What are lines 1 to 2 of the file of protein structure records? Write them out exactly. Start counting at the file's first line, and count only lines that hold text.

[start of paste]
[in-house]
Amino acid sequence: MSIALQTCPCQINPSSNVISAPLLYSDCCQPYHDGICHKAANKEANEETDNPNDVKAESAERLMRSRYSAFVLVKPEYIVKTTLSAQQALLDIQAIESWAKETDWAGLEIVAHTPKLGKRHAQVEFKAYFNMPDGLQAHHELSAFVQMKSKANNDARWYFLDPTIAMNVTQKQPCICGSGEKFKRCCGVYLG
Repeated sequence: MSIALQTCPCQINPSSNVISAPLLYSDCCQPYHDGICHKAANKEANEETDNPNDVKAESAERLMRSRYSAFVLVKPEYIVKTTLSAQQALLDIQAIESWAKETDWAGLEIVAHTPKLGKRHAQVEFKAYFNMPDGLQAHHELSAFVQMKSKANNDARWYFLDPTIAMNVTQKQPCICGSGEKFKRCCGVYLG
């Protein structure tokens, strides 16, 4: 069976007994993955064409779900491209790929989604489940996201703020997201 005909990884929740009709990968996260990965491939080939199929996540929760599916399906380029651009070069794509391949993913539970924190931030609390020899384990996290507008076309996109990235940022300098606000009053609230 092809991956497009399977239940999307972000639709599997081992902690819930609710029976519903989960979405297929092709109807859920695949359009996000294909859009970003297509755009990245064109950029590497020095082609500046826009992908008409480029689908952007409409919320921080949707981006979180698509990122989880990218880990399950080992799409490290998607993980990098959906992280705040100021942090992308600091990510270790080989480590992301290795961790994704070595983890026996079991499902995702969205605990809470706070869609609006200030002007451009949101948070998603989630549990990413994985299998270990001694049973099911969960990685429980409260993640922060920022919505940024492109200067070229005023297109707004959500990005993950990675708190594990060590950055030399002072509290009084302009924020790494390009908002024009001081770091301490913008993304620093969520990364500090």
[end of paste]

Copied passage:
[in-house]
Amino acid sequence: MSIALQTCPCQINPSSNVISAPLLYSDCCQPYHDGICHKAANKEANEETDNPNDVKAESAERLMRSRYSAFVLVKPEYIVKTTLSAQQALLDIQAIESWAKETDWAGLEIVAHTPKLGKRHAQVEFKAYFNMPDGLQAHHELSAFVQMKSKANNDARWYFLDPTIAMNVTQKQPCICGSGEKFKRCCGVYLG